I don't really see how the delivery of mail constitutes a natural monopoly. If we can allow private participation in the delivery of parcels, why do we restrict it to just parcels? What makes letters unique? And if a private carrier can't find a way to deliver a letter for at least the same price that the USPS is doing it, then there is obviously a subsidy of some type being provided to the USPS for them to offer their rate. That subsidy has to be coming from tax money, so that means that I'm paying for it anyway - just not directly.

I'm not arguing for the abolishment of the USPS - just for the elimination of its particular monopoly. It works quite well for a great number of things, but it would benefit me greatly when I want to send a check to the water company across town that I don't have to subsidize the cost of someone sending a gushing letter of praise all the way from Orange County to the Bill O'Reilly show in New York or DC or wherever he broadcasts from.

Also, there wouldn't be any reason that the government entities couldn't use the same private services for transmitting their own correspondence - and revoking the franking privileges might just encourage them to make their mailings worthwhile. Posted Image Does the Federal Government really need an independent Post Office for its own purposes?

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#18 of 55 OFFLINE   Kevin Hewell

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Posted May 04 2006 - 11:10 PM

How much does first class delivery cost in the rest of the world? I've always read that the USPS costs less and delivers a much higher volume than any other postal system in the world and does a pretty good job. Why try to fix something that isn't broken?

#19 of 55 OFFLINE   Don Giro

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Posted May 05 2006 - 02:13 AM

That's an inflammatory comment, Peter. I'm the son of a retired USPS letter carrier. The man climbed stoops for 35 years to support my mom and three brats. He put us through college and owns a home. I never once heard him complain about working conditions or his salary, even during the Strike of 1970 (or was it '69 or '71? I was real young at the time). Calling a mailman's wages "welfare plain and simple" suggests my father was either a lazy lout looking for a free ride or not smart enough to find a better job. I assure you he's neither lazy nor incompetent. You may not have intended the statement to come across in such a way, but seeing as how your "welfare" comment nips at the heels of you saying the USPS is a "waste of taxpayers' $$," I can't help but think that you believe that this venerable institution exists only to keep people off welfare. I've been on this board for two years, and I've read hundreds (maybe thousands) of posts that I've not added my two cents to because, after all, this is a public forum, and we're all "disembodied voices," (for lack of a better term), and nothing anyone says really matters in the Grand Scheme of Things. This is the first time a post actually made me want to cry. The upside is that I'm gonna give my dad a huge hug when I see him later today. I think the USPS does a damn good job. When I send a letter, the letter carrier whisks it away from my doorway. I don't have to call anyone to schedule a pickup. I don't have to take it to an "authorized" carrier two miles away. I don't have to fill out a long form and/or sign anything. I just leave it above my mailbox and get right back to reading this board/watching movies/scratching myself/whatever. As far as stamps going up again goes, I try not to let things like this annoy me. The increases are going to happen whether I like it or not. I think it was a comedian named Jimmy Tingle who said back in the 80s (I'm paraphrasing): "People are complaning that the cost of a stamp is going up to 25 cents. Let's see, for 25 cents, a guy will come to my house, take my letter, and bring it to whover I want. Anywhere in the country. For twenty-five CENTS! You can't get a kid to bring a letter across the street for 25 cents!" This is the same logic I apply to NYC subway hikes, when I realize I can go from Van Cortlandt Park in the Bronx to Coney Island for one flat fare. That's about a zillion miles (give or take).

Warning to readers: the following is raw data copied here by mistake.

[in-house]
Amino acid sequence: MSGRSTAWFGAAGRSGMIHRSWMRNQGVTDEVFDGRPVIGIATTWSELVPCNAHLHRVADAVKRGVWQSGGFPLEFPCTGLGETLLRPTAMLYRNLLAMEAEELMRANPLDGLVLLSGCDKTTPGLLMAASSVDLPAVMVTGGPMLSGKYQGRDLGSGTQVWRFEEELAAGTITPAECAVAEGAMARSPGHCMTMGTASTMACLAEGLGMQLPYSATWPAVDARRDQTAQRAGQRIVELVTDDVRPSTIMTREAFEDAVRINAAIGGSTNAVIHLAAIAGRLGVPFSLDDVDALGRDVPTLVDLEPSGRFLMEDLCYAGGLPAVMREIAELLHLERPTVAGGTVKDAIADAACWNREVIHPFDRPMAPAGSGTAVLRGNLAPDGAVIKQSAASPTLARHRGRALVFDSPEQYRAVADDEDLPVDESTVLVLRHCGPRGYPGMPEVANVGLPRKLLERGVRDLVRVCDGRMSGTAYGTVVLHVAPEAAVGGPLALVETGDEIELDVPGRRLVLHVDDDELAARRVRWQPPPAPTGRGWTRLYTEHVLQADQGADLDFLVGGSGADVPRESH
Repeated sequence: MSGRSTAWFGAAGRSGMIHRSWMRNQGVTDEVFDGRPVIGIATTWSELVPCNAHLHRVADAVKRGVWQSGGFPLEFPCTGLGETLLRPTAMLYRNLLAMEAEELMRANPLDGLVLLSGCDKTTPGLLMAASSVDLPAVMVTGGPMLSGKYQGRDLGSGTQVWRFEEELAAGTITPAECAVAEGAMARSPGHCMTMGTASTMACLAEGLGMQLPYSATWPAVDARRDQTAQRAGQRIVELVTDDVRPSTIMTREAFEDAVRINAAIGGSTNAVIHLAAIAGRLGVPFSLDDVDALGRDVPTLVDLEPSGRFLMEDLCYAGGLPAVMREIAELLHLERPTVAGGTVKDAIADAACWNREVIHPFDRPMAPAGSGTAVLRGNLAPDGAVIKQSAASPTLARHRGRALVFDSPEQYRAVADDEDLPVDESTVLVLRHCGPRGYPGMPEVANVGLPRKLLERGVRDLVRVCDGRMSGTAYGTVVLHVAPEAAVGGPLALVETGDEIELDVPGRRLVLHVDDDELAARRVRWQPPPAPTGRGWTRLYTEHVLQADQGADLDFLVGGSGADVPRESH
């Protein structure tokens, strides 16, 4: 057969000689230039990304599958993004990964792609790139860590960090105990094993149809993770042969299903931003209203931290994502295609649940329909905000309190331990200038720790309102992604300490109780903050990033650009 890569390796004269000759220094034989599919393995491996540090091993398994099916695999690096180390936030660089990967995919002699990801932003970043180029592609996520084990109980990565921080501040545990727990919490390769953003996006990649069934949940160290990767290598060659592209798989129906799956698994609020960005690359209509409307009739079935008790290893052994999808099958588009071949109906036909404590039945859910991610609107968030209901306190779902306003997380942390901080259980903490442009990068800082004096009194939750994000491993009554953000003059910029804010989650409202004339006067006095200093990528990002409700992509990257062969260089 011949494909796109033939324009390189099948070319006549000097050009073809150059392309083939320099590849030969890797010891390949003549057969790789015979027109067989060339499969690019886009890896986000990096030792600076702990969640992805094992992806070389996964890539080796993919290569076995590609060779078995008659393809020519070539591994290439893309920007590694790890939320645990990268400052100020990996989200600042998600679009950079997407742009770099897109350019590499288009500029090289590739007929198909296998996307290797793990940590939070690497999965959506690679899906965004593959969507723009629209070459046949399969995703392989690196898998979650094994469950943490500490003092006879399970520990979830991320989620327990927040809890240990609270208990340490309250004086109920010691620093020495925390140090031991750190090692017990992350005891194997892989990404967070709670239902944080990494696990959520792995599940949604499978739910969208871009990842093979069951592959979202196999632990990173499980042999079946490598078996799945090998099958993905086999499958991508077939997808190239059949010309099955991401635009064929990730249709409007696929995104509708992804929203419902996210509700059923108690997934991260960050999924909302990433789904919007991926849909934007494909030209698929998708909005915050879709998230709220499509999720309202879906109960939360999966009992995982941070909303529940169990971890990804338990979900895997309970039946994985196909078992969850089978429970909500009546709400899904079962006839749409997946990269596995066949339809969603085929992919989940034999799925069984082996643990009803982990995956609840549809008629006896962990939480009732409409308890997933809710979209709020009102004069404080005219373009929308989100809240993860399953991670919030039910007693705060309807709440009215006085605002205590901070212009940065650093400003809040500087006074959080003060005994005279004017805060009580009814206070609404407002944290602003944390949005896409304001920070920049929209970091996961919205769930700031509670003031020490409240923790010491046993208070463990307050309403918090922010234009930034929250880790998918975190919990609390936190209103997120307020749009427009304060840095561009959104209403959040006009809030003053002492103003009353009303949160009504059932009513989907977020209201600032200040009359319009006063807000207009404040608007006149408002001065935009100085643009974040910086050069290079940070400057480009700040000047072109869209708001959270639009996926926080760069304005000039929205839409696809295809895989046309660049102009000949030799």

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#20 of 55 OFFLINE   MarkHastings


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Posted May 05 2006 - 03:20 AM

Don, I'm with you. My dad (65 years old) has been with the USPS for MANY years now and I don't pitty him in the least bit. He has to work outside in some of New England's NASTIEST weather and breaks his back every day.